4. Yes I see that I have totally strayed from the specific example, I don't have alot of information from the article at hand, but it sounds to me like the mother and her partner may very well have been portraying sex as an ordinary and trivial act. So, now I distinguish that what I am advocating is not necessarily in support of this couples manner of raising their child.
  5. A lesson in The Cunning Use of Tags I do not think desire for privacy necessarily indicates shame or filth. I do not think a child witnessing their parents have sexual intercourse makes it inherently immoral. I think your tagging of my view of sex, as far as this aspect it concerned, is sloppy in its intent, and entirely incorrect. I understand that tags are convenient and necessary, however, it is disordered to call 'hippie', toss in an excerpt about hard-core porn being disgusting (a description I wholly agree with), in order to take control of a topic with a heavy tone of false coherency. I do not intend to have sex in throngs of hippie-kin like an hog hopping around on public display. I do intend to point out that it is not inherently self-deprecating to be seen by other humans while having sex. The intimacy I know of is far greater than physical aloneness with my partner.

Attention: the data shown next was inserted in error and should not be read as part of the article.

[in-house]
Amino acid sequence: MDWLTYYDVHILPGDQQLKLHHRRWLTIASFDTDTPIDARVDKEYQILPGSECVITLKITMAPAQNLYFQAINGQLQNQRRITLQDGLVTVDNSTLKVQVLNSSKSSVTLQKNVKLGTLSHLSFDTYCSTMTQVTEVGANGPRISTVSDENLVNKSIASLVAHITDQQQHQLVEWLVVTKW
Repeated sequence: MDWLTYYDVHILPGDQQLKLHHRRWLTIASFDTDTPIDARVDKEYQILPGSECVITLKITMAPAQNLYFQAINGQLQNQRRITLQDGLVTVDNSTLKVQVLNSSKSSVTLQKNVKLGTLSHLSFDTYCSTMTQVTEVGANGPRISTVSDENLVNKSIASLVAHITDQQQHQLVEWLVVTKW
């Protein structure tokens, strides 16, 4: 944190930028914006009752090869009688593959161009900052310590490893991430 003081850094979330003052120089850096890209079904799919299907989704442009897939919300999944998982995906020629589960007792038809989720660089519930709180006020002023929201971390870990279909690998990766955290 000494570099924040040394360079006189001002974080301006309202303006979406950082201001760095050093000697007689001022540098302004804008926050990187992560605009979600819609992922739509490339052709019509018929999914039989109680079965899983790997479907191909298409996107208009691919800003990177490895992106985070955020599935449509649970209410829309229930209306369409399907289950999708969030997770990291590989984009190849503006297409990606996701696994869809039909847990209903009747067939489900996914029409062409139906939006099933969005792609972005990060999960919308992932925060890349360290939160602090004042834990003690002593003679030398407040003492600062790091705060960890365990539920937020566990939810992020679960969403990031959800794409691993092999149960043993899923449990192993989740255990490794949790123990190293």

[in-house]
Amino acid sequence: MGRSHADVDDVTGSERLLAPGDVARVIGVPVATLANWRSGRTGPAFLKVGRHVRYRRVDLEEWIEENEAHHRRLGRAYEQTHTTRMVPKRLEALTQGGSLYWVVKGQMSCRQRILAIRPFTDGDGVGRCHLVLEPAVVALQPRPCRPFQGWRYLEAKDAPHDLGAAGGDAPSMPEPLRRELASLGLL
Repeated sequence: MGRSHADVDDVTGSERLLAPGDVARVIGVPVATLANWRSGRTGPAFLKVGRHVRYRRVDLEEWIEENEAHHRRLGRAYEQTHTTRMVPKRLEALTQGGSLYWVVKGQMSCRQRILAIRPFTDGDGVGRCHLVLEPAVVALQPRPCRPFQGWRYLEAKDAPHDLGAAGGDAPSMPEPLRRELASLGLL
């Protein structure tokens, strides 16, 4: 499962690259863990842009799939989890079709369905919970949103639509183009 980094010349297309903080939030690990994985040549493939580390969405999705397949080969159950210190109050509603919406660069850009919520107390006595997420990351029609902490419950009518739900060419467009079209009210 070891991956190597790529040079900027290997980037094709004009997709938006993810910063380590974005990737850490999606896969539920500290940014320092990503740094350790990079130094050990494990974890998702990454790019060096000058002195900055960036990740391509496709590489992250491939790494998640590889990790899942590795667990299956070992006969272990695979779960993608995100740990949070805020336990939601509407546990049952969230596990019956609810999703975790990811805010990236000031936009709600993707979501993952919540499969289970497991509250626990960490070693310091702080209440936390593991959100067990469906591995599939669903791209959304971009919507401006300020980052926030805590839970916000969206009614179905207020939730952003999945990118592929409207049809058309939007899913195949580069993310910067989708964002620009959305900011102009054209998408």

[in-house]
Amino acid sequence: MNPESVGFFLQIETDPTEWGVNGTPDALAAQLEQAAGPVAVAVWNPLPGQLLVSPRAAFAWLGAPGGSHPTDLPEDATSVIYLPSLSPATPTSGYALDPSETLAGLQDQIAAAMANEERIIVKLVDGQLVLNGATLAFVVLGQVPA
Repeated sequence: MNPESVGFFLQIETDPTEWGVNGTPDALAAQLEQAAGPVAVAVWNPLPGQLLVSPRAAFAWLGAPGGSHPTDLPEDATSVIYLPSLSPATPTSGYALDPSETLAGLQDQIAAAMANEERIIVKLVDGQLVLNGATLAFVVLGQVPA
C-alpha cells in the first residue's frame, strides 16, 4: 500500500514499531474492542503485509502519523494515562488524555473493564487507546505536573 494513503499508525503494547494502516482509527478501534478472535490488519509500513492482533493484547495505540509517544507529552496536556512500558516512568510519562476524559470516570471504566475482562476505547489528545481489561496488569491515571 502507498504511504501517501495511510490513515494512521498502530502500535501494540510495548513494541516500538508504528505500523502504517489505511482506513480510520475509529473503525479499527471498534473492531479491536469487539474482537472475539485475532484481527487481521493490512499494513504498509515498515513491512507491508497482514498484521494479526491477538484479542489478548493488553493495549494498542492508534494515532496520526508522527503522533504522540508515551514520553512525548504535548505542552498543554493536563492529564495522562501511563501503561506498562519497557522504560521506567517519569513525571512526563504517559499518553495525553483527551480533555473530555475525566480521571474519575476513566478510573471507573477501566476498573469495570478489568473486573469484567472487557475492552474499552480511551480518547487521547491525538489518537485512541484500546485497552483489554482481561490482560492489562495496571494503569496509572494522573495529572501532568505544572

6. And another way to consider it: Did Dominique's nude statue make her intimacy with Roarke less meaningful? (It does not.)